The Matthew Series - Take this cup
Matthew 26:36-46 English Standard Version (ESV)
Jesus Prays in Gethsemane
36 Then Jesus went with them to a place called Gethsemane, and he said to his disciples, “Sit here, while I go over there and pray.” 37 And taking with him Peter and the two sons of Zebedee, he began to be sorrowful and troubled. 38 Then he said to them, “My soul is very sorrowful, even to death; remain here, and watch[a]with me.” 39 And going a little farther he fell on his face and prayed, saying, “My Father, if it be possible, let this cup pass from me; nevertheless, not as I will, but as you will.” 40 And he came to the disciples and found them sleeping. And he said to Peter, “So, could you not watch with me one hour? 41 Watch and pray that you may not enter into temptation. The spirit indeed is willing, but the flesh is weak.”42 Again, for the second time, he went away and prayed, “My Father, if this cannot pass unless I drink it, your will be done.” 43 And again he came and found them sleeping, for their eyes were heavy. 44 So, leaving them again, he went away and prayed for the third time, saying the same words again. 45 Then he came to the disciples and said to them, “Sleep and take your rest later on.[b] See, the hour is at hand, and the Son of Man is betrayed into the hands of sinners. 46 Rise, let us be going; see, my betrayer is at hand.”
Jesus goes into a garden called Gethsemane, which literally means oil press, to pray to His Father. It is here that we gain one of the most profound and theologically rich displays of what was at stake, what the cost of our freedom from sin was.
It is here we see the start of the reversal of Eden; in the garden of Eden we see Adam driven out of a garden because he disobeyed, cast away from the voice of God because he refused to listen and given over to death because of his sin. In contrast; here we see Jesus willingly go into a garden in perfect obedience, and yet he too is driven from the voice of his Father, but not because of His disobedience but because of our disobedience.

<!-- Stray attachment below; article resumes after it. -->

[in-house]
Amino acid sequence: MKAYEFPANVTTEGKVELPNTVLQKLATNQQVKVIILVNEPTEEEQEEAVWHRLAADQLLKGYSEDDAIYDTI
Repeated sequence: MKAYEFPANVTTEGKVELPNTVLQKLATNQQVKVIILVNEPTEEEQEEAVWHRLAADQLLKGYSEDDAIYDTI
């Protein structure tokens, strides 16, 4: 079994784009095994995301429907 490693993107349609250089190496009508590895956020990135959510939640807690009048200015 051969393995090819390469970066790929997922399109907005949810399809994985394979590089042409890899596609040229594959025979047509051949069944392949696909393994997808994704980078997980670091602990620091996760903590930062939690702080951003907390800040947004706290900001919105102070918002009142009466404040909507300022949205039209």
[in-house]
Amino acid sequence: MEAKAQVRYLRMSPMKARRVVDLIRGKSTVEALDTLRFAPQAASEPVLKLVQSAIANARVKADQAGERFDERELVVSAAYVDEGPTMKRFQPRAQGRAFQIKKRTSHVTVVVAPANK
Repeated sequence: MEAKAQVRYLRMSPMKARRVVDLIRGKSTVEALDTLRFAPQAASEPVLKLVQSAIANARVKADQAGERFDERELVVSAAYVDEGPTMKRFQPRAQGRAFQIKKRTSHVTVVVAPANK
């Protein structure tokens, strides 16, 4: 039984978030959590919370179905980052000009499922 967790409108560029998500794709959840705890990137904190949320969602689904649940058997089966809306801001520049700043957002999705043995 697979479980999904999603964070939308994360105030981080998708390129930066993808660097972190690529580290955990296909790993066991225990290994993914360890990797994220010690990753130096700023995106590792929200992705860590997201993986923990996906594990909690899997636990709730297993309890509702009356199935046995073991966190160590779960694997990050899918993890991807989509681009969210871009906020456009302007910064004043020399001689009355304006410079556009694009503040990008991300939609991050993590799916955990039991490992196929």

There is so much packed into these few verses we could not possibly cover it in one message, so tonight I want to talk about what happened in this garden and why? What is the significance of the exchanged between Jesus and His Father and why is there a defening silence from the Father in this exchange.
So, let’s dive in and look, firstly, at;
A cup of forgiveness
Jesus prays three times to his Father. There is a subtle defence in the words He prays, however, as it says in verse 44 the second that third time he prays the same prayer. The difference is “Father, if it is possible let this cup pass before me” and “If this cannot pass unless I drink it, your will be done.” Both Jesus accepts the will of the Father completely. However, in the development between the first and second prayer is an acceptance of the necessity of what must take place.
Jesus’ first prayer is that the cup does not happen, His second prayer is a hope that somehow it not fall on Him.
From Jesus’ prayer we get two profound realities; firstly the cup had to be drunk, and it had to be Jesus who drank it. What do I mean by this? Well firstly, the cross was absolutely necessary, and Jesus (the God man) was the only one worthy who could bare it and do it.
Let’s look at this a little more deeply than usual, why couldn’t God just forgive us? I mean, we do it to each other all the time. Why did it need the cross. Well, the cost of forgiveness is always directly connected to the cost of the infringement. And let’s just get something out the way right at the start; forgiveness always costs. Always!
For example if I break something of yours which is of little value, to forgive me for it is not hard, because it is easily replace. Say, if I break a glass at your house. However, if I wreck your brand new car, or lose a very expensive piece of jewellery, suddenly the cost goes up and so does the cost of your forgiveness. Someone is going to have to bear the brunt of the loss, either the offending party or the offended party.
Forgiveness is by its very definition an absorption of the cost (emotional or otherwise) of the offence.
And this is what we have to see here in the Garden with Jesus. He was about to absorb the cost. But as the offence was so infinitely great, so the cost of absorbing that cost upon Himself is surely massive to bear.
So, you might be asking, it’s just sin, a little lie here, a mistake there, the cross seems extreme surely? Well, yes and no, the cross itself although brutal, was not the full extent of the punishment. I mean the cross was brutal, in fact our word excruciate come from the word crucify – cross. It was a brutal punishment; however, the true horror or the cross, the real sorrow and terror that Jesus was experiencing here and now was the fact that on the cross Jesus would experience the full cost of our sin, which was physical death as well as spiritual separation from God.
This was a horror that we don’t really understand but that Jesus was even now starting to taste, so let’s look at this in my second point;